Tensions remain high in southern Vietnam after thousands of people rampaged through foreign-owned factories to protest a Chinese oil rig in waters of the South China Sea.
In southern Binh Duong province, thousands of workers walked off their jobs late Tuesday and took part in mass anti-China rallies. Later, mobs torched and looted more than a dozen factories, including some owned by Korean and Taiwanese firms.
Many factories in the area remained closed Wednesday, as riot police tried to regain control of the situation. Social media postings say there have been incidents in other provinces, but those reports cannot be confirmed.
Tsai Wan-chen, president of the Taiwanese Businessmen Association in Binh Duong, Vietnam says the situation is still volatile, despite reports of police making more than 200 arrests.
“The protests were still going on Wednesday evening; more factories were looted and burned down. Most Taiwanese businessmen are seeking shelter in nearby hotels. Chinese businessmen have all left since Tuesday. Only some Taiwanese, Singaporeans and Korean businessmen are still in Binh Duong," said Wan-chen.
She added that she is shocked by how things have gone because her business had a good relationship with the local community.
A staff member of a hospital close to the area where some of the most violent demonstrations took place said in an interview with VOA's Vietnamese service he believes that among the demonstrators is a core of bad elements, paid by an unknown party to provoke the rampage.
“I really do not see any move that would allow me to characterize participants as genuine demonstrators. From personal observations, I can say that none of these demonstrations are official or genuine, instead they probably started with bad intentions," he said.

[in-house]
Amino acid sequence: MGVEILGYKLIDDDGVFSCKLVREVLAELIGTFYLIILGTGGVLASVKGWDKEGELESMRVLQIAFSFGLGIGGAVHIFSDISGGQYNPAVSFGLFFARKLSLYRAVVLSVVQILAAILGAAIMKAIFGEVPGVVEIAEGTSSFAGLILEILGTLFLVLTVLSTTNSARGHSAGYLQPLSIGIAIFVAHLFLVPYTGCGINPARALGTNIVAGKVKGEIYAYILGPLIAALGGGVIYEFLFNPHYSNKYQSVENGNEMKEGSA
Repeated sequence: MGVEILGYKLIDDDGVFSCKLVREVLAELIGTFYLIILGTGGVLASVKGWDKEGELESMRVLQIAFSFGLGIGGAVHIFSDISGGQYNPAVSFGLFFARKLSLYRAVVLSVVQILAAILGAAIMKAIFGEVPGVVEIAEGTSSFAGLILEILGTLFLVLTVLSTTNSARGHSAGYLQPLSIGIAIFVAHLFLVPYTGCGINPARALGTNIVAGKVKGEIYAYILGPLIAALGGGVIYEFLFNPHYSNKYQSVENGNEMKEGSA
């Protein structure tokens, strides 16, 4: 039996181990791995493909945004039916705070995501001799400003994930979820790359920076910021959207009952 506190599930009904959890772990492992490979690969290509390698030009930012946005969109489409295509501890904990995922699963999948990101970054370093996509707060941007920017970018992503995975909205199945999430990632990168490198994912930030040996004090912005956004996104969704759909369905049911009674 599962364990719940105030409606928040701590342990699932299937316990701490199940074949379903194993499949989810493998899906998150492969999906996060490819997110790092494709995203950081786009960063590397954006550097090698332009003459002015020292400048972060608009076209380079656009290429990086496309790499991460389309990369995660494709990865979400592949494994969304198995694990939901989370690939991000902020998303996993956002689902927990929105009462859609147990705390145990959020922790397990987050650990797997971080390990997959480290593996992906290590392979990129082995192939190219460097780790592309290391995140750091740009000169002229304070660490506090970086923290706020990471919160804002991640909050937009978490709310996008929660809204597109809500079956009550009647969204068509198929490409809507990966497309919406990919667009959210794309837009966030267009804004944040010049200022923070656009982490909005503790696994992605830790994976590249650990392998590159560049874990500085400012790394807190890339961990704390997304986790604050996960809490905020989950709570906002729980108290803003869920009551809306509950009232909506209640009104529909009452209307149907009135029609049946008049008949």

There is no way to confirm his claim.
In Taipei Wednesday, Taiwan's foreign ministry summoned Vietnam's representative to the island to demand that Hanoi restore order and ensure the safety of Taiwanese citizens.
China has issued a travel advisory for its citizens in Vietnam, and a spokeswoman this week said Beijing is closely watching the situation.
Beijing last month moved the state-run oil rig to an area near the Paracel Islands in the South China Sea, within what Vietnam considers its exclusive economic zone.
Shen Shishun, professor at Haikou Economic Institute in China, says Beijing is not to blame for the current crisis.
“Beijing does not want the protest to get worse. China and Vietnam had both agreed that in order to resolve the South China Sea dispute, both sides need to stay calm and exercise restraint. This time the Vietnamese had made some unwise decisions," said Shishun.
But Carl Thayer, emeritus professor at The University of New South Wales, says China has initiated a major escalation in the maritime dispute.
"China in the past has always justified its actions as reacting to a provocation. And this seems to be the first incident that China has initiated a provocation. And not only that, but the magnitude and scale. Not only the oil rig, but the 80 vessels, including People's Liberation Army Navy vessels, marks in fact a major escalation and a major challenge to Southeast Asian security," said Thayer.
Chinese and Vietnamese ships have since clashed and sprayed water cannons at each other, raising fears of an all-out military clash.
This report was produced in collaboration with the VOA Mandarin and Vietnamese services.